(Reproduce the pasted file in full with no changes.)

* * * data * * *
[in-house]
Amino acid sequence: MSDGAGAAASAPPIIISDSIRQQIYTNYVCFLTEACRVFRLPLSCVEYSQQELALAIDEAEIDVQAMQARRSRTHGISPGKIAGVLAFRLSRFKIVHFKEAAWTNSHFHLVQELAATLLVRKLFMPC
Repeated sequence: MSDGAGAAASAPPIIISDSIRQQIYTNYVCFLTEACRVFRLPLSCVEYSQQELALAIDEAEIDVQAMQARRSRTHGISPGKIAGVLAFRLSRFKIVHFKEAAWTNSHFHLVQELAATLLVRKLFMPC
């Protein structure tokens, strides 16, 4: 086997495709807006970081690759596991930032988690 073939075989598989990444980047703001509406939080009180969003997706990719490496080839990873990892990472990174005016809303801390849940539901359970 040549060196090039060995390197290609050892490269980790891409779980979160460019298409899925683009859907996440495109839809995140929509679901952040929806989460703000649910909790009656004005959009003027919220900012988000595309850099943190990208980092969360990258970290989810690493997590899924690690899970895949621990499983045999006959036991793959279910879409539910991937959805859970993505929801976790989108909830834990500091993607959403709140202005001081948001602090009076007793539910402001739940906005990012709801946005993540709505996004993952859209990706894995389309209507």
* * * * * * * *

[in-house]
Amino acid sequence: MSDGAGAAASAPPIIISDSIRQQIYTNYVCFLTEACRVFRLPLSCVEYSQQELALAIDEAEIDVQAMQARRSRTHGISPGKIAGVLAFRLSRFKIVHFKEAAWTNSHFHLVQELAATLLVRKLFMPC
Repeated sequence: MSDGAGAAASAPPIIISDSIRQQIYTNYVCFLTEACRVFRLPLSCVEYSQQELALAIDEAEIDVQAMQARRSRTHGISPGKIAGVLAFRLSRFKIVHFKEAAWTNSHFHLVQELAATLLVRKLFMPC
């Protein structure tokens, strides 16, 4: 086997495709807006970081690759596991930032988690 073939075989598989990444980047703001509406939080009180969003997706990719490496080839990873990892990472990174005016809303801390849940539901359970 040549060196090039060995390197290609050892490269980790891409779980979160460019298409899925683009859907996440495109839809995140929509679901952040929806989460703000649910909790009656004005959009003027919220900012988000595309850099943190990208980092969360990258970290989810690493997590899924690690899970895949621990499983045999006959036991793959279910879409539910991937959805859970993505929801976790989108909830834990500091993607959403709140202005001081948001602090009076007793539910402001739940906005990012709801946005993540709505996004993952859209990706894995389309209507």